I came across an interesting post, Is Virtualization the Same as Cloud Computing?, published by Rajan Chandras. He, in turn, was commenting on an article that equated cloud computing and virtualization. He's arguing that it is incorrect to equate virtualization to cloud computing.
I believe that both Rojan and I would agree that virtualization is abstracting computing functions into a logical environment that appears ideal for that function that may be very different than the actual physical environment. This trades computing and other resources for flexibility, scalability, performance, reliability or some other requirement. In my view, this breaks down to seven layers of technology, each of which contains several different segments. (see Sorting out the different layers of virtualization for more information on my model.)
Cloud computing, on the other hand, is a delivery and consumption model allowing organizations to purchase access to applications, development and deployment platforms and either virtual or physical servers as a service and on a by-the-use model. (Click here to visit the 451 Group's website to download the Cloud Codex which describes our definition of cloud computing.)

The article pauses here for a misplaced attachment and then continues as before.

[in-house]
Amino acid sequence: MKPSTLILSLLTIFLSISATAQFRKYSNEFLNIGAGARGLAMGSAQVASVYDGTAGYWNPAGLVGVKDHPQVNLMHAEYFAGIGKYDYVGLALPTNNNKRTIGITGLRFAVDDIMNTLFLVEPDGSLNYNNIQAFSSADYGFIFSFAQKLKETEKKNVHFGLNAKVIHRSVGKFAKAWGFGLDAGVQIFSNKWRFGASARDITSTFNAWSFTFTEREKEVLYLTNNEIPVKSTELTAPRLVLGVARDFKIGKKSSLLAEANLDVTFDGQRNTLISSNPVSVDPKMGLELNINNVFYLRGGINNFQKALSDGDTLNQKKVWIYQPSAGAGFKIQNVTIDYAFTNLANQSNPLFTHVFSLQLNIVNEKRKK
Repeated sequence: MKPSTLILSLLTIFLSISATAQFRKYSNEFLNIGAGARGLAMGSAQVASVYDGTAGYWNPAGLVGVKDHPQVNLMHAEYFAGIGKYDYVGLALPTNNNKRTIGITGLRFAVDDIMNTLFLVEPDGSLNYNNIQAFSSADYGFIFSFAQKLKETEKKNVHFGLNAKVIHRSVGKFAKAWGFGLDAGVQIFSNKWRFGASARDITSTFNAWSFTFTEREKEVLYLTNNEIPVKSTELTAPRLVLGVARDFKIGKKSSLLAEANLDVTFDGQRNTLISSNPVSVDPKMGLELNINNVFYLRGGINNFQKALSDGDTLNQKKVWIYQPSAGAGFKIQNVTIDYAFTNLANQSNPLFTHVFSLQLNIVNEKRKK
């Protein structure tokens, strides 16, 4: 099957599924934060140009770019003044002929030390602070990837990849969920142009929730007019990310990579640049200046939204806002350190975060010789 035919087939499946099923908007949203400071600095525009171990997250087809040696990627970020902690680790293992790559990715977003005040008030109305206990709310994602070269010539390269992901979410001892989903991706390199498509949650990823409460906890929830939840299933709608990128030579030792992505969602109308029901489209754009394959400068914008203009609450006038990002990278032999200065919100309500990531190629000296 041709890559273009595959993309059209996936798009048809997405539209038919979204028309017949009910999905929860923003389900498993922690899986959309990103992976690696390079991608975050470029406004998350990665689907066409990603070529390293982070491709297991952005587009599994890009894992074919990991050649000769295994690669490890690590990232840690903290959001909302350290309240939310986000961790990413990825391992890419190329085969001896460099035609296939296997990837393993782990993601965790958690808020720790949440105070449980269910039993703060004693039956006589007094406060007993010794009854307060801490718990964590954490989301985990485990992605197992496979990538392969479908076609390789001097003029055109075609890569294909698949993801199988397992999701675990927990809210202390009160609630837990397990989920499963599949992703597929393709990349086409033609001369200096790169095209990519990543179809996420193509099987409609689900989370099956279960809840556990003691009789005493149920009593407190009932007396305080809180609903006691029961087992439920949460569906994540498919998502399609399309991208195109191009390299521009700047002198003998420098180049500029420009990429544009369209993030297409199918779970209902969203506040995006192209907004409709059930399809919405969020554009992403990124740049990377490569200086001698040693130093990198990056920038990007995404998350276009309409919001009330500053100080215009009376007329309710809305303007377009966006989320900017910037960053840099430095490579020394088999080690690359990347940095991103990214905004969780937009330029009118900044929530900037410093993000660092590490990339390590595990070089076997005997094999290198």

While virtualization technology is likely to be in use where the computing services originate, but it is not absolutely required.
Saying cloud computing equals virtualization is a bit like saying all cars equal fuel injection systems because some vehicles use fuel injection as a way to deliver fuel to the engine.